Birla is making Asian Paints and Berger Paints change colours— and it’s bad news for those who got shares in Indigo IPO too
- The stocks of
Asian Paintsand Berger Paintsplunged nearly 3% on Monday.
- The grey market premium for unlisted Indigo Paints also crashed.
- The paints industry has high entry barriers, and new entrants have had minimal success over the years.
- However, analysts fear that the entry of one of the country’s biggest billionaires into the space is likely to alter the game.
This was bad news for Asian Paints, Berger, and Kansai Nerolac, who control over 60% of the country’s $7.5 billion
It was worse for those who invested in the initial public offering (IPO) from Indigo Paints, because a challenge from someone like Birla was not a risk they had factored in. Though the grey market was still quoting a premium of ₹790-800 for a piece of Indigo, it was down ₹80 compared to Friday’s premium. It is fair to assume that the listing on February 2 won’t be as hot they expected.
Birla, a giant in the cement and aluminium industry, has decided to spend ₹5,000 crore over the next three years via his flagship firm Grasim to rattle the incumbent market leaders. That’s more than what Berger and Nerolac have planned for, combined!
Why did Birla decide to enter the decorative paints category?
The owner of the multinational commodities giant has been increasingly optimistic about the recovery in the Indian economy, particularly in the construction space. “In India too, the initial prognosis and narrative of experts proved to be excessively pessimistic. The economists, I am told, are now searching for alphabets that will adequately describe this trend of cautious optimism,” said Birla in a Linkedin post.
Even before that, in a conversation with Business Insider in October 2020, Birla said, “There was a big question around what would happen to infrastructure spending. If I just see aluminium and cement businesses, they’ve both come back to pre-COVID levels very quickly.”
The market will grow but the profits will dry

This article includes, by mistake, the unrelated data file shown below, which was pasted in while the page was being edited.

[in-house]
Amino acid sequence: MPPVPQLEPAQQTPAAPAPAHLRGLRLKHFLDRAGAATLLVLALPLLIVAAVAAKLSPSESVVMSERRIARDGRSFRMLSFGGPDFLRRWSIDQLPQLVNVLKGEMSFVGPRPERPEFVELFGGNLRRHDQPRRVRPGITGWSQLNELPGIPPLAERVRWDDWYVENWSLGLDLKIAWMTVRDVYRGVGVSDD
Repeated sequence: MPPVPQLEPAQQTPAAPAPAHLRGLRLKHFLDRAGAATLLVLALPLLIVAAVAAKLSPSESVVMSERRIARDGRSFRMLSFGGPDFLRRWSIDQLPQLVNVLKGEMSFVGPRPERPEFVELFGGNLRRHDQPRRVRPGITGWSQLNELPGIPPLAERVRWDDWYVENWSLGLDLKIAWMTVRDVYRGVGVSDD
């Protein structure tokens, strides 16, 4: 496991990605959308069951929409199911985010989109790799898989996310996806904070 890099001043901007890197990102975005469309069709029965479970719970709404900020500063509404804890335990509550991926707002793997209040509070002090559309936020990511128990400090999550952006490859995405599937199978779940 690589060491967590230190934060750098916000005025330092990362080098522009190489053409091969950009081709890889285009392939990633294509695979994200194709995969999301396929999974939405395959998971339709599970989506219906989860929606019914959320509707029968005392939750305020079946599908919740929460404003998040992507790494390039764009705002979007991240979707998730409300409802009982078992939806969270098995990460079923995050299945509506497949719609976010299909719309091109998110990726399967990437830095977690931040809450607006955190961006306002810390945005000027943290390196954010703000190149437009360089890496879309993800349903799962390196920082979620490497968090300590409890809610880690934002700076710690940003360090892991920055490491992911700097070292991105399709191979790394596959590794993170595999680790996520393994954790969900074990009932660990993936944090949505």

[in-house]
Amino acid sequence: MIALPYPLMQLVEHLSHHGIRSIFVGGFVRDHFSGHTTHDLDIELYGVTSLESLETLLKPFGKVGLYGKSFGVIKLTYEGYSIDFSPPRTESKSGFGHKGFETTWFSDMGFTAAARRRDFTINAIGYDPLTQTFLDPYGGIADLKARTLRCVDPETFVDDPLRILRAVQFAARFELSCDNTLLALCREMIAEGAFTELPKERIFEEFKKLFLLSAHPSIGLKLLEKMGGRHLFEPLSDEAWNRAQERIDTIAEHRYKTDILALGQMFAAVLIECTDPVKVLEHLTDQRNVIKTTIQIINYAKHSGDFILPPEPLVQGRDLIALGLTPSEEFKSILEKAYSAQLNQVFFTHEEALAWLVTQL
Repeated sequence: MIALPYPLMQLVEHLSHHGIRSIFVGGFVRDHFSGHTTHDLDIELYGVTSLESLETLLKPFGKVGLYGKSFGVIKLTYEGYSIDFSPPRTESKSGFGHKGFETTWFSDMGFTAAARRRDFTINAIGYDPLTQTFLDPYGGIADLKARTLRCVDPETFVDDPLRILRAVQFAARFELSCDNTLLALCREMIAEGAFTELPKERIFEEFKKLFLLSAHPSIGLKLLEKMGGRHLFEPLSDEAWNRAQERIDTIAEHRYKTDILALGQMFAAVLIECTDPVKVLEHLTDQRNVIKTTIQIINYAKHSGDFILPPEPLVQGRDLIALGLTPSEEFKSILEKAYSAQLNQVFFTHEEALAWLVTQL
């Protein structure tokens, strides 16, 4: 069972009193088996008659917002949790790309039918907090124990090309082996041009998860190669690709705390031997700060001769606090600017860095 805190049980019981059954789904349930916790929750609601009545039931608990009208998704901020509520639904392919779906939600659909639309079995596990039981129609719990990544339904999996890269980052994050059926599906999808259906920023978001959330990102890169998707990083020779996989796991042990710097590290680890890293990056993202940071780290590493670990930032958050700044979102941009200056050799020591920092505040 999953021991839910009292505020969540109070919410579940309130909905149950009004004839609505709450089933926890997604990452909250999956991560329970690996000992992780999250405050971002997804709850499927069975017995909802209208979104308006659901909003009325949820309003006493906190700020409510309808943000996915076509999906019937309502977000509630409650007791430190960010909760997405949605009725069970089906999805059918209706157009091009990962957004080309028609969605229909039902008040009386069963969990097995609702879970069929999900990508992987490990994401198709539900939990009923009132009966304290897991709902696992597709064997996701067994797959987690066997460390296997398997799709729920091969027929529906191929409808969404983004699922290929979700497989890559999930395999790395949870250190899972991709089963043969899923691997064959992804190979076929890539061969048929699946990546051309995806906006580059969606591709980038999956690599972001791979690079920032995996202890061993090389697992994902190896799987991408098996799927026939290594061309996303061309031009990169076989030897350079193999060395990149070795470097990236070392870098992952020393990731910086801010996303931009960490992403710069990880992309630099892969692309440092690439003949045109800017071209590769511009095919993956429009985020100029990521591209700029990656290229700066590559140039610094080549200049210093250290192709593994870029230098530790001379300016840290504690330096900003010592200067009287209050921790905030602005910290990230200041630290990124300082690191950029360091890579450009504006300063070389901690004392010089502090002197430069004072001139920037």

The entry of any new, and serious, player is good for the consumer but bad for the competitors. According to Emkay, “Grasim’s entry may provide impetus to volume growth over the medium-to-long term, but it is also likely to impact margins and profitability of incumbents.” Particularly, in the industrial segment— e.g selling paints for use by car makers— the margin is likely to get squeezed and it will hurt the incumbent players.
The paints industry has high entry barriers, and new entrants have had very limited success over the years. And large players such as Sherwin Williams, Jotun, and Nippon have failed to gain more than 2% market share in the Indian paint industry.
And Birla is not entirely new to the construction space. Ultratech’s Birla Putty, already sells through 54,000 outlets (2nd largest distribution), and three out of four among these outlets also sell paints. The network is already in place, and it is waiting for the product.
AdvertisementBirla has been at the receiving end of the disruption in telecom. Rival billionaire Mukesh Ambani’s Reliance Jio entered with a bang, started a price war that nearly pushed Birla’s Vodafone Idea to the brink of a collapse. Those invested in Asian Paints or Berger Paints or Kansai Nerolac hope he won’t start a similar price war in their space.
SEE ALSO: Realme plans to open 500 new stores in 2021— the CEO reveals the company will go beyond smartphones in the 5G era
India’s co-working sector wants recognition under real estate, tax benefits as flexible workspaces aim for a significant revival in the post-COVID era
- Karnataka budget 2021-22 to be presented on March 8
- Delhi Budget likely to have special allocation for free COVID vaccination at govt hospitals: Sources
- Future iPhones may arrive with Smart Magnetic Connectors, says report
- Centre proposes to raise LIC's authorised capital to ₹25,000 crore
- Huawei files two patents related to electric vehicles, says new report